Last night Mariano Rajoy, the Popular Party candidate to the Spanish Government, imposed himself on his challenger, the socialist and outgoing Zapatero’s Minister of Interns, Alfredo Pérez Rubalcava during the unique TV debate scheduled in this electoral campaign.
That was stated by a flash poll conducted by the agency Metroscopia immediately after the debate aired. In this head to head Rajoy gained the 46% of consents against Rubalcava’s 41%.
The confrontation, aired in 19 Spanish unified networks, has been followed by more than 12 million people (27% of the share) with peaks of almost 14 millions during Rubalcava’s speech on unemployment, which affects about the 20% of the population.
The polls’ defeat isn’t the only discouraging fact for the PSOE candidate.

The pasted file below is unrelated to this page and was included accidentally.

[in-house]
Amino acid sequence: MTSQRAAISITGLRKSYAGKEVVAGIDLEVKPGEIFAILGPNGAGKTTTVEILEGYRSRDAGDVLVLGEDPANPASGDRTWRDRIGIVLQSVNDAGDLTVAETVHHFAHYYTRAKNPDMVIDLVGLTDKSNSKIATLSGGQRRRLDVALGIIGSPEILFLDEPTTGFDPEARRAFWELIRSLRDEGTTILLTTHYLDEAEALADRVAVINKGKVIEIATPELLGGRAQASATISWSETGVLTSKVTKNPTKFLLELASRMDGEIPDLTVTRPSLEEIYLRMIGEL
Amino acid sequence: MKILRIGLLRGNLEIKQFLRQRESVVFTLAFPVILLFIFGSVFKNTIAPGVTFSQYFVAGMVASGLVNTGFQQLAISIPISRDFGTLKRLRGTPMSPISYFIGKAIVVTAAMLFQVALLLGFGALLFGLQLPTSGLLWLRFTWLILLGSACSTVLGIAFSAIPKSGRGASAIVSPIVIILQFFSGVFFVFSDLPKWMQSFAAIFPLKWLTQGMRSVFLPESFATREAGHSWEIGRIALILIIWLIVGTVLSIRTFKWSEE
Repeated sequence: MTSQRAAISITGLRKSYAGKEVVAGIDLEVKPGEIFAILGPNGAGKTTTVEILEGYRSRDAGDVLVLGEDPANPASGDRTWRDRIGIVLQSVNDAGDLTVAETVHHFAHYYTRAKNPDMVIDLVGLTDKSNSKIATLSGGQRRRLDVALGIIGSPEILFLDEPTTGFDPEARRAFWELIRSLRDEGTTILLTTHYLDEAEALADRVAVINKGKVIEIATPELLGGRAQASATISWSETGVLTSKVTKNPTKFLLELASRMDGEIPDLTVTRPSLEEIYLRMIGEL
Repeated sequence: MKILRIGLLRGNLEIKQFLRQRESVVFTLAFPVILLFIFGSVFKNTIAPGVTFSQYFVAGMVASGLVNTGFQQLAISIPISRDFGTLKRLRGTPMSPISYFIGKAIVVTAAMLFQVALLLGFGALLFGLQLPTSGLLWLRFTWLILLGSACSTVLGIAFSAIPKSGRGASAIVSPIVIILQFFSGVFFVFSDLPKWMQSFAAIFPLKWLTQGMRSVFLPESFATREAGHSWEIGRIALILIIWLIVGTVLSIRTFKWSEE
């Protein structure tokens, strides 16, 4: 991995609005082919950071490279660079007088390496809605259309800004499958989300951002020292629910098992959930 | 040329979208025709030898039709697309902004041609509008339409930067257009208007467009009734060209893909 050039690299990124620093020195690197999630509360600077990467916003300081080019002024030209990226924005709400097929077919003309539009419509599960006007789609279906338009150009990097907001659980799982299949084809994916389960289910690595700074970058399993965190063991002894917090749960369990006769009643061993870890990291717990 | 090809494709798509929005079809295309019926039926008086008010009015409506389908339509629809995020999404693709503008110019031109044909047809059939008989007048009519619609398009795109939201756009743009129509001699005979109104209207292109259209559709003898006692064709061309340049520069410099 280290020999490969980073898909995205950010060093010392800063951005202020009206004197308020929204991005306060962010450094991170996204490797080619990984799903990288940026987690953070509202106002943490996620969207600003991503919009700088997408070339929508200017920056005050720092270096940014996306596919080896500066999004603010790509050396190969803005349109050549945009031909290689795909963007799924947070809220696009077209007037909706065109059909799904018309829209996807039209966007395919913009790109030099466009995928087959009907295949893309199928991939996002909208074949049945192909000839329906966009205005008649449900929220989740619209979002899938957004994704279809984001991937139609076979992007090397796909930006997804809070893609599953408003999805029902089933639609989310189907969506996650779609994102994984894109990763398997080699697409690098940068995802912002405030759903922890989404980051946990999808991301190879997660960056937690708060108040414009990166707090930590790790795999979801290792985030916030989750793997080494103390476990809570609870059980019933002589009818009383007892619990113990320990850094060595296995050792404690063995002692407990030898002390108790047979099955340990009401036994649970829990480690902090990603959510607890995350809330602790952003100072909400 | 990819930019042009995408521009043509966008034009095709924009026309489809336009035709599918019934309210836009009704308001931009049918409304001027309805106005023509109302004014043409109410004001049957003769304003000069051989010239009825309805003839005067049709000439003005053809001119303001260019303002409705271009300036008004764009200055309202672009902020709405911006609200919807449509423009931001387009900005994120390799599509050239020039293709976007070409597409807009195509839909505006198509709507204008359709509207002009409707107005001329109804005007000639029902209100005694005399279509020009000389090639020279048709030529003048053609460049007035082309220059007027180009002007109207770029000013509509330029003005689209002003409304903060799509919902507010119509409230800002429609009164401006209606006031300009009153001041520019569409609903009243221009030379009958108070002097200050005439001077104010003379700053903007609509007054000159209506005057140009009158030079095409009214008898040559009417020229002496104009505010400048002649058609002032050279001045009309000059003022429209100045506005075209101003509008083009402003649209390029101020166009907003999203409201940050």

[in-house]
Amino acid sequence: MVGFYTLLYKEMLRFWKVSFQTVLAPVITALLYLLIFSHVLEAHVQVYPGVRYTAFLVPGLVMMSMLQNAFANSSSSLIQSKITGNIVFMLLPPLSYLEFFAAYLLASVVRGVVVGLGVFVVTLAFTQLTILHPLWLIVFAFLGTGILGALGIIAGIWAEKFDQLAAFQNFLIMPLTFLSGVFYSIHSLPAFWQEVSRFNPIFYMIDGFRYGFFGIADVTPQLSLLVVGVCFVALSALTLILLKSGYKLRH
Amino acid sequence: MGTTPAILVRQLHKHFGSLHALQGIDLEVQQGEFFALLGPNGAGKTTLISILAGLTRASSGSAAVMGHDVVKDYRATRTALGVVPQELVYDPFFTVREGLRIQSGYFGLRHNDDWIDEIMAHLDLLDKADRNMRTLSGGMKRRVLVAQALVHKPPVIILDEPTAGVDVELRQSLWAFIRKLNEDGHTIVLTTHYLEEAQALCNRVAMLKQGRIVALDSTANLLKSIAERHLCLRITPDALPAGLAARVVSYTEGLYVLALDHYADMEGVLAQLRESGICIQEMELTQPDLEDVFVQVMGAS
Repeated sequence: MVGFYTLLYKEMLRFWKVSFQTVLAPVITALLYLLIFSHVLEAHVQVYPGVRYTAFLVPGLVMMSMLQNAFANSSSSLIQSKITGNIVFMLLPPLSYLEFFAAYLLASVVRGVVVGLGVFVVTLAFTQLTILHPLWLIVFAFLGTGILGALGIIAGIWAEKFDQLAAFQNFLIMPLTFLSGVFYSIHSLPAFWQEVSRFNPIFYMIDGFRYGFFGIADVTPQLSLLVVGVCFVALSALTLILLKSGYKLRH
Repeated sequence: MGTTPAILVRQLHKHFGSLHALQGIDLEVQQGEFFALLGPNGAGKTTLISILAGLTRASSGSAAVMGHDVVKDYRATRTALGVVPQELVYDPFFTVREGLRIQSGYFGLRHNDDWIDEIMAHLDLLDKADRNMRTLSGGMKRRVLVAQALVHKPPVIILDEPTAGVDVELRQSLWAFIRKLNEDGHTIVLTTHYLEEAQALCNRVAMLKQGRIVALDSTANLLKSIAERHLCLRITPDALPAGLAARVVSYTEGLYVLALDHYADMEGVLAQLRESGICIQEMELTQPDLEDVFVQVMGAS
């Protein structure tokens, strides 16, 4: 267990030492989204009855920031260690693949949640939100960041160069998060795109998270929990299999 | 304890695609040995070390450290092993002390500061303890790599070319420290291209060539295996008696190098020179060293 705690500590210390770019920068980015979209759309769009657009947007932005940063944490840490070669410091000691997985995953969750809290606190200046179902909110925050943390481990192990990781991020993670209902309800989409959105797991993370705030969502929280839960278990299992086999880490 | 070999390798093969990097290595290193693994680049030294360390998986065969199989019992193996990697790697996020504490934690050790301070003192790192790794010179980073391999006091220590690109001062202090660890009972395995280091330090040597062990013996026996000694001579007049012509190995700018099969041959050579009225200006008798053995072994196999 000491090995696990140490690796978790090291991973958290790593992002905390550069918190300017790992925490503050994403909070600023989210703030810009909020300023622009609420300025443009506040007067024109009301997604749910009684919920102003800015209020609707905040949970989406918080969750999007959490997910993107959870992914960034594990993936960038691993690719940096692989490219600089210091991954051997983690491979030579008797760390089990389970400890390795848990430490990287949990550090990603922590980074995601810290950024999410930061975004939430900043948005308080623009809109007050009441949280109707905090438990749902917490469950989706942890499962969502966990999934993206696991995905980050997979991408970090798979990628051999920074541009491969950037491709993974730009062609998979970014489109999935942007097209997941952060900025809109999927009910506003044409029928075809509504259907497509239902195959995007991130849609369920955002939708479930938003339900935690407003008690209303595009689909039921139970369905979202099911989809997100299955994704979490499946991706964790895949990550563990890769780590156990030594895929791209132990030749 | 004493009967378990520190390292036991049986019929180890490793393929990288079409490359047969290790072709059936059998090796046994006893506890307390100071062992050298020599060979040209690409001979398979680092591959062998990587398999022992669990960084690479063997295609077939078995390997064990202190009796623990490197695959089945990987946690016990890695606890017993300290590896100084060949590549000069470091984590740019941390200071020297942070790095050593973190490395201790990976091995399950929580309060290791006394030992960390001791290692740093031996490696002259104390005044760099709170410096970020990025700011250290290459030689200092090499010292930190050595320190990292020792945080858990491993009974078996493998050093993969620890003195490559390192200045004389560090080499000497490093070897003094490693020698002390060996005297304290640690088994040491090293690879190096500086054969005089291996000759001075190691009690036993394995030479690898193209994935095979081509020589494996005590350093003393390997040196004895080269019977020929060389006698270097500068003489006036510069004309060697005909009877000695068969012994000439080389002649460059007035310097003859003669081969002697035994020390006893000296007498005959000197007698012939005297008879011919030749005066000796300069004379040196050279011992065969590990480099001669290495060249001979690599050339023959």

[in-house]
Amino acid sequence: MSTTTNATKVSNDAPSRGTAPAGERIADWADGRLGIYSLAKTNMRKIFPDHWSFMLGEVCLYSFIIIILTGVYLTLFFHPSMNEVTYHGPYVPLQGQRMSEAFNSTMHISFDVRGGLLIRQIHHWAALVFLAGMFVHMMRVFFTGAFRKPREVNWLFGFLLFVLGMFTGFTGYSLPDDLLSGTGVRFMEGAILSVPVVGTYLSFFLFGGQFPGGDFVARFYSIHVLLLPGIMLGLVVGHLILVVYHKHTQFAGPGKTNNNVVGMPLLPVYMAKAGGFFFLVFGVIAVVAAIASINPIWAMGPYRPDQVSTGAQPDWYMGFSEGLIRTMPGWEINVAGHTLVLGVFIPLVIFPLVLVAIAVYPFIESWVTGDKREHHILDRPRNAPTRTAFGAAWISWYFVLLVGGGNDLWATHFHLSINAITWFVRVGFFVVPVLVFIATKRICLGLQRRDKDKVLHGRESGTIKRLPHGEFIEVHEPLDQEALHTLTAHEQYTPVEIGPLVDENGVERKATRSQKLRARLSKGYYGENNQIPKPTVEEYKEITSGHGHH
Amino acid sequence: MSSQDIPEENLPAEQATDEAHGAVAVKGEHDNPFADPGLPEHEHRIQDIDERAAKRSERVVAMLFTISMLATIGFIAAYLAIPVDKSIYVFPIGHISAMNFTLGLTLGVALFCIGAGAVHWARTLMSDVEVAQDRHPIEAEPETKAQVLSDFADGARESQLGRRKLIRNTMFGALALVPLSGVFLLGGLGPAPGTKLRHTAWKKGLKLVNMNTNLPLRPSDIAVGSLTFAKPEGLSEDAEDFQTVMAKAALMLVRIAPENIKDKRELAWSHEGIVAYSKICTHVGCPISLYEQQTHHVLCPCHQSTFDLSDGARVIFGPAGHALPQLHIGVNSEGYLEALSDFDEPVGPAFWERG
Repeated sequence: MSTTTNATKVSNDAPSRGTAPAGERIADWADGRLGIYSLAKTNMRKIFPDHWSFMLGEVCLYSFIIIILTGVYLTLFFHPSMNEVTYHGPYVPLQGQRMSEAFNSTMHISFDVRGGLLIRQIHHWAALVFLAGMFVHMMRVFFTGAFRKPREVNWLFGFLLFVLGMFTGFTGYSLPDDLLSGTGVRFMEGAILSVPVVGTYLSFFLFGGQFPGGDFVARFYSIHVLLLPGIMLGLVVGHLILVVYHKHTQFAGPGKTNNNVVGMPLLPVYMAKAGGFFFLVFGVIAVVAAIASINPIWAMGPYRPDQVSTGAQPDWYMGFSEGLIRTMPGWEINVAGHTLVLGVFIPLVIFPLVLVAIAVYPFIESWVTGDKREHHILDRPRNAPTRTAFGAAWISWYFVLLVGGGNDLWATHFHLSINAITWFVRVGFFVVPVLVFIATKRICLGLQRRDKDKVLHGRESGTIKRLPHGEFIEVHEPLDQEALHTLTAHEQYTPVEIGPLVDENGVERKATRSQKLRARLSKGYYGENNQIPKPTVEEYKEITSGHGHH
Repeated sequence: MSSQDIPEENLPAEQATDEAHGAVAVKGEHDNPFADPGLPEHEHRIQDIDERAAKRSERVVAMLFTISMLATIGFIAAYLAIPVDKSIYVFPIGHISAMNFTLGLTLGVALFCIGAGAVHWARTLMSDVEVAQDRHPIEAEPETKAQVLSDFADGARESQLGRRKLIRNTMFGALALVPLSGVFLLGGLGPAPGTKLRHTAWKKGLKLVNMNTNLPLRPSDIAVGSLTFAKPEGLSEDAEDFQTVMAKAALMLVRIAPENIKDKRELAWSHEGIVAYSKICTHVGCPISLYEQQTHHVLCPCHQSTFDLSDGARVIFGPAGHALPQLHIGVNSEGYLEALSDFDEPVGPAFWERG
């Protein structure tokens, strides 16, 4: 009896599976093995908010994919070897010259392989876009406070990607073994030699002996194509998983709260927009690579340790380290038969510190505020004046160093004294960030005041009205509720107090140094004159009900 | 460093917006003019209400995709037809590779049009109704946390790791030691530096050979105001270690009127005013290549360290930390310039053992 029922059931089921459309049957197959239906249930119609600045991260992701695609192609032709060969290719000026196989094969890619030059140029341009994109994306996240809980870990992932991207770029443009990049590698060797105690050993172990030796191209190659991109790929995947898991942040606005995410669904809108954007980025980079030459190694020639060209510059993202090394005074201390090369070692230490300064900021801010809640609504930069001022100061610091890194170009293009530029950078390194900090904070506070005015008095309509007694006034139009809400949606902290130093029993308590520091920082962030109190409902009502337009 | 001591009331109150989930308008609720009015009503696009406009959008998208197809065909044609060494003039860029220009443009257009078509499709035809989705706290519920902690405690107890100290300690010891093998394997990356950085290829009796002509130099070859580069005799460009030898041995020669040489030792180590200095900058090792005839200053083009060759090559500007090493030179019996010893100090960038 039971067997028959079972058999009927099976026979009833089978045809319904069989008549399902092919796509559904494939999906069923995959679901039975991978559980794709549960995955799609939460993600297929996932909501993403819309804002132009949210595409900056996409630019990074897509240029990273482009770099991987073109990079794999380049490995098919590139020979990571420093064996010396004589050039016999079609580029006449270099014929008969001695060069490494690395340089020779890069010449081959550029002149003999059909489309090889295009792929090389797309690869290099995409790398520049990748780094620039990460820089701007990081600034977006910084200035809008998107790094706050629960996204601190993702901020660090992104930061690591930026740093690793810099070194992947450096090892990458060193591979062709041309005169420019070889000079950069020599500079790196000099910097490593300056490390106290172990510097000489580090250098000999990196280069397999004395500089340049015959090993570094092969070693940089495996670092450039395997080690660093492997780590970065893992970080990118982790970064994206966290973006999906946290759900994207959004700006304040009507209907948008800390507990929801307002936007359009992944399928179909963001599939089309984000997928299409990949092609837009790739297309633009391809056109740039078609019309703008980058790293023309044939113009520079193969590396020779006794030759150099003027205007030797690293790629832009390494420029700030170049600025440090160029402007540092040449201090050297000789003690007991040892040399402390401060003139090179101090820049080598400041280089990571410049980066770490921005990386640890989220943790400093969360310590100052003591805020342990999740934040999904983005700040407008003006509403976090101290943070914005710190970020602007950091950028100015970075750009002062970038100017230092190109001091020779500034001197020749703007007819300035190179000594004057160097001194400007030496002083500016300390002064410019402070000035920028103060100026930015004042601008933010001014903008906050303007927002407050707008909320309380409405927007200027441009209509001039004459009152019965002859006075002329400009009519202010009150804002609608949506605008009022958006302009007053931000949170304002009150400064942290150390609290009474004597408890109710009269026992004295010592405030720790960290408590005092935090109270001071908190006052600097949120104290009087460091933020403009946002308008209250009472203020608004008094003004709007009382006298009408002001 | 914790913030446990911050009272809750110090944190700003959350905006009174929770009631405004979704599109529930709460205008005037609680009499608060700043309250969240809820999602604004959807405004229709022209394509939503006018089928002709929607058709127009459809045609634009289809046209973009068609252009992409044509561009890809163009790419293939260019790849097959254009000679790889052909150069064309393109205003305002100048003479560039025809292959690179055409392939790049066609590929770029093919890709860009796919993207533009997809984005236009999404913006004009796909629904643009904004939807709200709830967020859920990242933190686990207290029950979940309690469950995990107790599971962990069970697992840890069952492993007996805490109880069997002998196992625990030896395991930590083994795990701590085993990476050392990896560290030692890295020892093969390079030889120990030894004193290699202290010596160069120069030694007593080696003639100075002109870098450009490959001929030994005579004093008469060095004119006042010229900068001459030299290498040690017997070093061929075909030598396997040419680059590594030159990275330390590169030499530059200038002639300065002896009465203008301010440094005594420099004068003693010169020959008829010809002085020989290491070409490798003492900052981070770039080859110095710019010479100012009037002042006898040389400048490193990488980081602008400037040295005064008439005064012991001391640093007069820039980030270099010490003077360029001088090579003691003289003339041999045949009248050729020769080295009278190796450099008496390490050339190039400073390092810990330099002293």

Regardless the recent victory over the terrorist threat of ETA (the gun-firing Basque independence movement), conquered by his own Minister, it looks like Rubalcava’s race to the premiership is the least fortunate in the history of the Spanish socialist party, due to the inheritance of Zapatero’s many wrong choices and decreasing popularity.
The spread between the two parties (socialist’s PSOE and catholic’s PP) has grown to 16,7% in October’s poll. The prior record, dated back in the 2000 elections when PP’s Aznar won, was of 10,43%.
That defeat meant the end of Almunia as socialists’ secretary and favored the rising star of Zapatero.
In conclusion, after two consecutive defeats in 2004 and 2008 elections, Rajoy risks seriously to win the race. His moment has come.
A “now or never” situation that advantages him even though, to be honest, he seemed a little poor in contents during his interventions at the TV debate. Rajoy mostly attacked the current Zapatero’s government, letting the audience (and his core electorate – the Catholics) understand that, one of his first acts as a Prime Minister, would be the appeal to the Constitutional Tribunal against the possibility of marriage for gay couples (probably the only real progressive change made by Zapatero during his seven-year-long government).